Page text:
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DC Circuit Takes Up Push for Rear Seat-Belt Warnings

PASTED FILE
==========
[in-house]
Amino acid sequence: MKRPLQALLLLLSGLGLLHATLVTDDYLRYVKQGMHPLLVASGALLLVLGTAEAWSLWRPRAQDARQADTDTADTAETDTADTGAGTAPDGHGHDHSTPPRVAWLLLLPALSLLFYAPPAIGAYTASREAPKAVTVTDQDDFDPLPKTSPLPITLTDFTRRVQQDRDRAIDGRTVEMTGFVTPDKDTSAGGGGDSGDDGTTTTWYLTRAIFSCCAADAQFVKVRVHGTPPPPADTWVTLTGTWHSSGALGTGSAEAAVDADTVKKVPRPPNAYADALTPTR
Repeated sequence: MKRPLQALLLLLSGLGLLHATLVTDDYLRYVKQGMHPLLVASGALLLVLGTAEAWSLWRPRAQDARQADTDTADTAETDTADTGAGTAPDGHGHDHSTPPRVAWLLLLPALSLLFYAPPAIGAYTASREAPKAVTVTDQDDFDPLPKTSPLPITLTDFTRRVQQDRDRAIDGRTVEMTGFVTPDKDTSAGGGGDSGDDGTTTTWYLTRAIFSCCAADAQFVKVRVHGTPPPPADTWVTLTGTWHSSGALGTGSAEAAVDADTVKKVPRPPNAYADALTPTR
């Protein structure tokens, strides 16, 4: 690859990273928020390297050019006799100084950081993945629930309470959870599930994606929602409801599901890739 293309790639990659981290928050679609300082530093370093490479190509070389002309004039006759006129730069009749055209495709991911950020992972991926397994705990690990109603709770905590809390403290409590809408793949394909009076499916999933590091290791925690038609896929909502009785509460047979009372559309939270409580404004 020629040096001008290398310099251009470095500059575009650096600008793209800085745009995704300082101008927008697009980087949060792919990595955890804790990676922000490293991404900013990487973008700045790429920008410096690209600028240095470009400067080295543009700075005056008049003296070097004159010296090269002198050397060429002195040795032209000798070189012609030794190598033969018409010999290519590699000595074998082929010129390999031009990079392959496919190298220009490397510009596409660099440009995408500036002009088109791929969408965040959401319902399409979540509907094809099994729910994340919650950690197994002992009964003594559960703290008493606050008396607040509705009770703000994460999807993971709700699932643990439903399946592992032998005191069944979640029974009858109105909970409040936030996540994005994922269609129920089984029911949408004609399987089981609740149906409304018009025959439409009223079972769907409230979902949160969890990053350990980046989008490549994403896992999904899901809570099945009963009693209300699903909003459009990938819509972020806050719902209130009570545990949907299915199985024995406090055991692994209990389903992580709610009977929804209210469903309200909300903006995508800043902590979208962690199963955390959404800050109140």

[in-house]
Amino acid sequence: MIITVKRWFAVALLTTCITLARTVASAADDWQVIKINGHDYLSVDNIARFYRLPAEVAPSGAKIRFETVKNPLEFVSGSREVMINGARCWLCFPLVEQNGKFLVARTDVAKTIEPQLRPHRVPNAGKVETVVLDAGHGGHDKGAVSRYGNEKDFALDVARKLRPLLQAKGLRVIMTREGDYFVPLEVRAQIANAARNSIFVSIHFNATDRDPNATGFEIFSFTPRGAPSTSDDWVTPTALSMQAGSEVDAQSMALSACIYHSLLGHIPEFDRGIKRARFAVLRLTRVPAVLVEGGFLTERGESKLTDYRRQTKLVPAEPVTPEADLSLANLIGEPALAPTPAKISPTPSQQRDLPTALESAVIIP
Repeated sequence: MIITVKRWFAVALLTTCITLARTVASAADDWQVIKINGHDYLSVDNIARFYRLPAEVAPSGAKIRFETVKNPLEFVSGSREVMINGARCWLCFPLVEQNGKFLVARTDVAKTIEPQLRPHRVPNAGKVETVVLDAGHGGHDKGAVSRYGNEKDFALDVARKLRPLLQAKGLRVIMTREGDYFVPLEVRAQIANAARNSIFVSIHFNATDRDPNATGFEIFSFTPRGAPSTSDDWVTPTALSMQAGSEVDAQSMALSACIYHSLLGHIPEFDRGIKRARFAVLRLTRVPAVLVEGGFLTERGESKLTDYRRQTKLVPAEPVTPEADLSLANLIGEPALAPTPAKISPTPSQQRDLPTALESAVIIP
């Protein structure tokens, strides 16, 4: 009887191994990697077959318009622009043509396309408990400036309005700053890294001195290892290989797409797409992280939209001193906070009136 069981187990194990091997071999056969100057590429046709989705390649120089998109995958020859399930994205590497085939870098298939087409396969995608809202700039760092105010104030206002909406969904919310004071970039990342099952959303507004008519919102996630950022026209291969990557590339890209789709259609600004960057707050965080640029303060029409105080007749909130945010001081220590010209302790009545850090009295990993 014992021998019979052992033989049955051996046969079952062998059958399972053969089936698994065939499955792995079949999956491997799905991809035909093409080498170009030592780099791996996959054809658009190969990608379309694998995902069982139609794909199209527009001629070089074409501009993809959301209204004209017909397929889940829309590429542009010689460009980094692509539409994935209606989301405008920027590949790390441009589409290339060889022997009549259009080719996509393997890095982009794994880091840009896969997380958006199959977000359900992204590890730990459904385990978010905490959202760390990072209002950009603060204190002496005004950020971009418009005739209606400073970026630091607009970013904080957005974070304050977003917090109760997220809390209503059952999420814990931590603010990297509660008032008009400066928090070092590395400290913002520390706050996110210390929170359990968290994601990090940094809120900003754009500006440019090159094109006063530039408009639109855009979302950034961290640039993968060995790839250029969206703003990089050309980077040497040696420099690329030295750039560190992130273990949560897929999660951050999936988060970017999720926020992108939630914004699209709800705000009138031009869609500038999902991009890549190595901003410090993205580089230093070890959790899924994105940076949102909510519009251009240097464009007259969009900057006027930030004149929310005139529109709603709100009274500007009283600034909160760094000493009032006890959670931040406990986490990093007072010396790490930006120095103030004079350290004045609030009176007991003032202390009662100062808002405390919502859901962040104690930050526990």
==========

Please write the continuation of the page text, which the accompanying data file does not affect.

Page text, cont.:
WASHINGTON (CN) – The fight for car safety landed in the D.C. Circuit on Wednesday as two nonprofits asked the appeals court to force the Department of Transportation to get moving on making seat-belt warning systems mandatory for backseat passengers. In 2012, Congress required the agency to initiate rulemaking on the matter by Oct. 1, 2014, and implement a final rule one year later. More than three years past the initial deadline and into a new administration, the Center for Auto Safety and say the Transportation Department hasn’t even begun the rulemaking process. Appearing on behalf of the nonprofits, Katherine Meyer argued Wednesday before a three-judge panel that the law only excuses the transportation secretary from meeting the deadlines if the department determines the rule does not meet the requirements that apply to all vehicle safety standards under the Motor Vehicle Safety Act. If that were the case, Meyer said the secretary would need to submit a report to Congress detailing the reasons. The deadline could also be waived if the secretary determines the agency is unable to meet the congressionally mandated deadline, but must notify lawmakers and set a new deadline. “To date – more than three years after being required to do so by Congress – the secretary has not even published a proposed rule for the standard required by the statute,” the nonprofits said in their Oct. 30 petition for a writ of mandamus. Meyer drove that point home Wednesday morning. “Those two years are long gone,” she said. To her knowledge, Meyer said the transportation secretary has not informed Congress of either of the two determinations that would excuse the agency from missing the Oct. 1, 2015 deadline. In the meantime, the nonprofits say that lives are stake, particularly those of children. Pointing to data from the National Highway Traffic Safety Administration, the groups claim nearly half of the roughly 1,500 children killed in car crashes over the last five years were unbuckled. According to their petition, only 3 percent of cars sold in the U.S. have rear seat-belt warning systems, though most cars in Europe and Australia do. But the government says it’s under no obligation to immediately issue a proposed rule, arguing that no legal requirement exists to force the Department of Transportation to implement a rule one year after that. Department of Justice attorney Carleen Zubrzycki argued Wednesday that agency action on the rule is not judicially reviewable. “We think that Congress is best positioned to supervise it,” she said. Zubrzycki also said Congress did not set hard deadlines for the rule, but merely directed the agency to look into the matter and get started. The department says it did initiate rulemaking in 2013 when it solicited public comments on a proposal for a study on the effectiveness of rear seat-belt warning systems. According to the government’s reply brief, the study commenced after the Office of Management and Budget approved it in March 2014. Because of that, Zubrzycki said Wednesday, the Department of Transportation believes it has satisfied the statutory deadlines. She also argued that Congress did not intend to give private citizens the ability to bring a lawsuit to enforce them. The three-judge D.C. Circuit panel wrestled with whether the court has jurisdiction over the matter, and whether a judicially reviewable final agency action exists in the case. U.S. Circuit Judge Patricia Millet pressed Zubrzycki on whether a letter notifying Congress that the agency determined no final rule is possible would constitute a final decision, and if so which court could review it. “We do not think that anybody would have the ability to petition for review of that decision,” Zubrzycki responded. Attorney Meyer had told the court Wednesday morning that the nonprofits brought the case to the D.C. Circuit only after the Department of Justice informed her clients that they originally brought the case in the wrong court. The groups had originally filed an Administrative Procedure Act challenge in the district court on Aug. 17, 2017. Zubrzycki could not say who at the Department of Justice told the nonprofits they had filed in the wrong court, but promised Chief U.S. Circuit Judge Merrick Garland that she would get that information for him. Garland also pressed the attorney to say when the agency sent Congress a letter expressing the need to extend the original deadlines. Zubrzycki noted that the Transportation Department has other ways to communicate with the relevant congressional committees. “All I’m asking is, when did you do that?” Garland retorted, asking if there was a phone conversation that took place that was not entered into the record. Zubrzycki noted that the issue has come up at several congressional oversight hearings, but could not say exactly when. Garland asked her to provide that information to the court at a later time. Garland also pressed Meyer on an unattributed figure in her clients’ petition that claims rear seat-belt warning systems will save nearly 1,000 lives a year. Meyer could not produce the citation on the spot, but said she would look into it. The panel did not say when it would issue an opinion in the case.
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